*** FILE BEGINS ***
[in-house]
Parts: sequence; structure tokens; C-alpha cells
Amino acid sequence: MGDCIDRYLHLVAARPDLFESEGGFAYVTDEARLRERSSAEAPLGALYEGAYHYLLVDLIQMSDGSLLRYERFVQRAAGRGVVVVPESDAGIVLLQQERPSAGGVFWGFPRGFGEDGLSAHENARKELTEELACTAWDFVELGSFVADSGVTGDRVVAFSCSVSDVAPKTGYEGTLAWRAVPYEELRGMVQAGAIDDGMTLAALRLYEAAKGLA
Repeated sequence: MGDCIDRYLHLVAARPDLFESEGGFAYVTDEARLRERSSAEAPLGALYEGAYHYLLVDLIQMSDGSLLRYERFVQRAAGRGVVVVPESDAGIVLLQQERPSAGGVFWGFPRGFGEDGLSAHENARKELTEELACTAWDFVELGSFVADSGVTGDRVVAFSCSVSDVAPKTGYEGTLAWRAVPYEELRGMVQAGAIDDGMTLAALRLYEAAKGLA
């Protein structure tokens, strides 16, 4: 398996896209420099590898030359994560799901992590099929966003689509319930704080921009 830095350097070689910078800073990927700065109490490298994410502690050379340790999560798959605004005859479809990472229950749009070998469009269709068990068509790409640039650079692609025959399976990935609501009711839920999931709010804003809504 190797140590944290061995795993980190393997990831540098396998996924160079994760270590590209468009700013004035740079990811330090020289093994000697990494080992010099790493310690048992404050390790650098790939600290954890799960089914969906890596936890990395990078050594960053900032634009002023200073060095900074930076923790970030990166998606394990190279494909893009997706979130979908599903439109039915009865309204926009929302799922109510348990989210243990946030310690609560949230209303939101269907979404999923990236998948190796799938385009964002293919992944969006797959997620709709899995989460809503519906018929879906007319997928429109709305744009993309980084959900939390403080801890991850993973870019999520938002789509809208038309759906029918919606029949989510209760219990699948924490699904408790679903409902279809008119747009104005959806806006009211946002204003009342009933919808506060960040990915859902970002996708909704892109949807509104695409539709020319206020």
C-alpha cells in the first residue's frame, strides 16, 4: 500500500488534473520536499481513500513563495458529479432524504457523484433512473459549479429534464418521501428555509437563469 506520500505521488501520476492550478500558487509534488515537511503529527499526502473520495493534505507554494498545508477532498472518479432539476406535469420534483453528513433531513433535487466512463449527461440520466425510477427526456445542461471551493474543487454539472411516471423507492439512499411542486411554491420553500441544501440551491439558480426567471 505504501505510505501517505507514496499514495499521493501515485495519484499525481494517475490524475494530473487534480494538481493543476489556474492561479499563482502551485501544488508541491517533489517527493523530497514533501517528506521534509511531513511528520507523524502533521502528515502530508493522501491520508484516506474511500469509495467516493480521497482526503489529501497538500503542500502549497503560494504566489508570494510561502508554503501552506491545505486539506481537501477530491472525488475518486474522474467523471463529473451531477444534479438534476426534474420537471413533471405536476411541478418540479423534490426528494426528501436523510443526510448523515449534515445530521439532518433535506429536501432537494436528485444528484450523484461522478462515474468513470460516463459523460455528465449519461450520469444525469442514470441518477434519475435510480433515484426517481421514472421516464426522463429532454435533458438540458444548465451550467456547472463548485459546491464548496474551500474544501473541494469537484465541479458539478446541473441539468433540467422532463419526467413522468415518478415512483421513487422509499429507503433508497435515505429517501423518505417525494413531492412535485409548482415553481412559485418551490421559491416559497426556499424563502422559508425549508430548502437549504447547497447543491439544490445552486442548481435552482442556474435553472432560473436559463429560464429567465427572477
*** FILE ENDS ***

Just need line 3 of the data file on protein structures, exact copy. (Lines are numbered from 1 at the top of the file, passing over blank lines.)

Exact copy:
Amino acid sequence: MGDCIDRYLHLVAARPDLFESEGGFAYVTDEARLRERSSAEAPLGALYEGAYHYLLVDLIQMSDGSLLRYERFVQRAAGRGVVVVPESDAGIVLLQQERPSAGGVFWGFPRGFGEDGLSAHENARKELTEELACTAWDFVELGSFVADSGVTGDRVVAFSCSVSDVAPKTGYEGTLAWRAVPYEELRGMVQAGAIDDGMTLAALRLYEAAKGLA